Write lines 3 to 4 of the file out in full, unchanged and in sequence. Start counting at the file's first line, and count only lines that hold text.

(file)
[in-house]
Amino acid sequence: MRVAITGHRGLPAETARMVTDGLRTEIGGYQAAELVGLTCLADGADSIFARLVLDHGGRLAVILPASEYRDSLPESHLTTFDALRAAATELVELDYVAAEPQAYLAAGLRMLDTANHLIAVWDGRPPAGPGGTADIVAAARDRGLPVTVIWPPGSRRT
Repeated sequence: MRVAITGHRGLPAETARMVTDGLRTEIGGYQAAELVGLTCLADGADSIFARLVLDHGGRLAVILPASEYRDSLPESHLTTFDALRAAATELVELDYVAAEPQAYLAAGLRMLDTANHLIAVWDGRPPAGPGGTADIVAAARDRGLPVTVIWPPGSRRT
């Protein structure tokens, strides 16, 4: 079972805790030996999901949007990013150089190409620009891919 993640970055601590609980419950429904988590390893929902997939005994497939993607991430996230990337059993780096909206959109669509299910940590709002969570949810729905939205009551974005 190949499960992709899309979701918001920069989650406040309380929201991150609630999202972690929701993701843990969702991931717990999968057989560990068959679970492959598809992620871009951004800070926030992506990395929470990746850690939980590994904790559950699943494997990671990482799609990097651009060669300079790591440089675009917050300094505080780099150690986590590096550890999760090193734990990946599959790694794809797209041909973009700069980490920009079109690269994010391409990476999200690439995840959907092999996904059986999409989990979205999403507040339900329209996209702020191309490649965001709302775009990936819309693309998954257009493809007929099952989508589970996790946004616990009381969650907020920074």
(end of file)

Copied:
Repeated sequence: MRVAITGHRGLPAETARMVTDGLRTEIGGYQAAELVGLTCLADGADSIFARLVLDHGGRLAVILPASEYRDSLPESHLTTFDALRAAATELVELDYVAAEPQAYLAAGLRMLDTANHLIAVWDGRPPAGPGGTADIVAAARDRGLPVTVIWPPGSRRT
């Protein structure tokens, strides 16, 4: 079972805790030996999901949007990013150089190409620009891919 993640970055601590609980419950429904988590390893929902997939005994497939993607991430996230990337059993780096909206959109669509299910940590709002969570949810729905939205009551974005 190949499960992709899309979701918001920069989650406040309380929201991150609630999202972690929701993701843990969702991931717990999968057989560990068959679970492959598809992620871009951004800070926030992506990395929470990746850690939980590994904790559950699943494997990671990482799609990097651009060669300079790591440089675009917050300094505080780099150690986590590096550890999760090193734990990946599959790694794809797209041909973009700069980490920009079109690269994010391409990476999200690439995840959907092999996904059986999409989990979205999403507040339900329209996209702020191309490649965001709302775009990936819309693309998954257009493809007929099952989508589970996790946004616990009381969650907020920074």